3. Sean Connery, I don't know.

If this was the beginning of Nic Cage's fall from grace, this is Sean Connery's final flair as a superstar. Before this Connery had floundered in films like A Good Man In Africa and Medicine Man, but here Michael Bay casts him right as a smooth talking, SAS killer just tough enough to outsmart some truly dangerous men. And the audience loved it. The Rock (108) was a big old hit and promptly gave Connery a final lease on his acting life. Which he then squandered on a succession of films that included The Avengers, Playing By Heart, Entrapment, Finding Forrester, and finally, The League of Extraordinary Gentlemen. Perhaps out of all the terrible aspects of this film, there is one silver lining: Connery got another moment in the spotlight.

4. Ed Harris, not bad.

You got to love Ed Harris, c'mon! He's Ed Harris. He's got piercing blue eyes and a chiseled jaw and chews scenery with the best of them. Throw him in camouflage and give him some dicey moral quandaries and you've got yourself an Oscar nominated role. Thus, Brigadier General Francis X. Hummel was downright perfect for him. Cold, cruel, calculating, but tinged with a sense of morality? It just reeks of Ed Harris.

5. San Francisco badly portrayed.

Good God people of Hollywood, I promise you, SF is such a better city than trolley cars, Pier 39, Alcatraz and the Golden Gate Bridge. There is a bustling, hustling, diverse sprawl of European-style city going on in this big Bay of ours and I'm ashamed that you folk continue to plumb those standard depths. Jesus, film a fucking movie in The Mission, or The Castro, or The Tenderloin, or ... Jesus, just film one goddamn picture that doesn't feature the international orange of the Golden Gate Bridge. Please.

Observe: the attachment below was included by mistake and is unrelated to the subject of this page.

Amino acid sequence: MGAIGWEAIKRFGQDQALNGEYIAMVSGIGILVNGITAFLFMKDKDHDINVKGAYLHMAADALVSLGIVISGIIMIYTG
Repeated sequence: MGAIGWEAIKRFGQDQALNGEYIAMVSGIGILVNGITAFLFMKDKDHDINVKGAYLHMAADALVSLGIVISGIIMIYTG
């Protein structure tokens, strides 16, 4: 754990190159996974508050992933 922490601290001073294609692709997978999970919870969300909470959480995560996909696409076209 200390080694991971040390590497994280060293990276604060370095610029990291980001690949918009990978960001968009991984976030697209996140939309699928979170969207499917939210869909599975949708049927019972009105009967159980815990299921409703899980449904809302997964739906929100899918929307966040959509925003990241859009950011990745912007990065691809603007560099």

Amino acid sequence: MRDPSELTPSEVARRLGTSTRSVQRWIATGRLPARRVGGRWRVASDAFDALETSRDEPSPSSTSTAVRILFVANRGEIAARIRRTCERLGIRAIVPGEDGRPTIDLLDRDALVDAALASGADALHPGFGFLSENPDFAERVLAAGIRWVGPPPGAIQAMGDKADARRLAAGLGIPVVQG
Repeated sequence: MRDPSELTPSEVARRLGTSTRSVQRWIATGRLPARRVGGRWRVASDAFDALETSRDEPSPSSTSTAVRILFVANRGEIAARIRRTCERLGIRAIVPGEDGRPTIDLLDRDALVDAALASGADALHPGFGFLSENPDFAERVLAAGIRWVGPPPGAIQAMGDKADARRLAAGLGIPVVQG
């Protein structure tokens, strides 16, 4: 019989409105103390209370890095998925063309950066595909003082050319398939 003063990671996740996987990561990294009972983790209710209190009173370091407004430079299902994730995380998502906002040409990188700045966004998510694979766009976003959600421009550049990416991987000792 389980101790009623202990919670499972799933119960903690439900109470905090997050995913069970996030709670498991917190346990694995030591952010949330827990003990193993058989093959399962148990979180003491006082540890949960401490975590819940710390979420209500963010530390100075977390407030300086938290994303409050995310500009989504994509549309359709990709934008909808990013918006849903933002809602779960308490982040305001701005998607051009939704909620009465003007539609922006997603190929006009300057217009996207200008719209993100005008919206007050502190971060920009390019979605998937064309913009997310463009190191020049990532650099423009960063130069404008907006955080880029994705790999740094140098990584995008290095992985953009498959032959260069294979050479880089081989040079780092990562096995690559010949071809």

6. Michael Bay, wow.

I saw Transformers a while back and couldn't believe that the man who directed The Rock (108) had also defecated the likes of that picture in to the mainstream. Then you go back and you watch this and you're literally offended by the misogynistic horse shit so readily tossed about in this film and then you realize, "Oh wait, Michael Bay has always been and always will be a terrible director too hung up on visual style to do anything but crank out two hour fight scenes occasionally peppered with horrid dialogue and tepid romance." You'll say that, I promise.

Final Thoughts: If you've seen it once, I'd skip it the second time folks, not worth a minute of your time. Criterion, I waggle my finger at you.


Criterion Counsel: The Scarlet Empress (109), a two hour period piece from the 1930s has arrived at the house, but I'm wary of it. So I'll just sit and stare at it for a few more days. Then hop myself up on caffeine and see if I can keep my eyes open for it.


Strath said...

Your mention of Ed Harris makes me want to see "State of Grace" again.

t.d.g said...

beg your pardon, lady, but nic cage did do a) Adaptation and b) Bad Lieutenant: Port of Call New Orleans since The Rock. Both are excellent - the latter being tailor-fit to a man who owns a castle in which to smoke his lucky crack pipe.